Seven Chinese Supercomputer Groups Blacklisted by US

Share post:

The US has blacklisted three companies and four subsidiaries of China’s National Supercomputing Centre, which the US accuses of building supercomputers to help its military.

This is the first step by the Biden administration to make it harder for China to influence US technology.

The blacklist prohibits American companies from exporting technology to the corporations concerned without proper authorization, and the seven Chinese corporations must get licenses to access US technologies, including chip infrastructures created by Intel and other US chipmakers.

The sanctioned groups are meant to advance China’s development of supercomputers and play an important role in China’s plan for self-sufficiency in chips.

The blacklist effectively prohibits US companies from supplying services and products to Chinese firms, but not those manufactured at plants outside the US.

Supercomputers have higher performance than normal computers and can perform billions of calculations per second, because they consist of thousands of connected processors used in many fields such as weather and climate forecasting, pharmaceutical research, the development of advanced weapons, and the simulation of nuclear tests.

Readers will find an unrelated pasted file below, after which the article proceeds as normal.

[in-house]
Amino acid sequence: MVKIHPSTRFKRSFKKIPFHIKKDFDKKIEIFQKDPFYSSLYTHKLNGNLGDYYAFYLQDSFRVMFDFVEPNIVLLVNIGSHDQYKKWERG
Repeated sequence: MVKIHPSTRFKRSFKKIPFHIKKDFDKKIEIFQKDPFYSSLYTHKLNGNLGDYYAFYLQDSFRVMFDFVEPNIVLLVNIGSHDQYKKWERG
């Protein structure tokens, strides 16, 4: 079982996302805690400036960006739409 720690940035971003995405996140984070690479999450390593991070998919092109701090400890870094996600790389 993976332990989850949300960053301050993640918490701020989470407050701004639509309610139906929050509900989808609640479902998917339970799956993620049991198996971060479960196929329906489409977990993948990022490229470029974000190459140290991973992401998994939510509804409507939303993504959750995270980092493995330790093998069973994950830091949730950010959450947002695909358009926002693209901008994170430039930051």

For more information, you may view the original story from BBC.



Related articles

Cyber Security Today, Week in Review for the week ending March 17, 2023

This episode includes discussion on a parliamentary committee's cybersecurity recommendations and the possible cyber impact of the Silicon Valley Ba

Canada is moving faster on digital ID than most think, says ATB Ventures

Innovation lab urges Canadian firms to start planning for a future with d

Canada’s allies buy more Canadian cybersecurity products than Ottawa does, parliament told

'Our allies see more value in Canada’s cybersecurity sector than Canada does,' says head of Canadian Association of Defence and Security

FBI buys stolen health data that included members of U.S. Congress

The FBI has purchased personal data stolen from a Washington D.C. health insurance marketplace whose subscribers included thousands of members of Congress, their staff, and their families, after the information was put up for sale on a criminal website. This came after the hack earlier this week at DC Health Link, an insurance provider for

Become a member

New, Relevant Tech Stories. Our article selection is done by industry professionals. Our writers summarize them to give you the key takeaways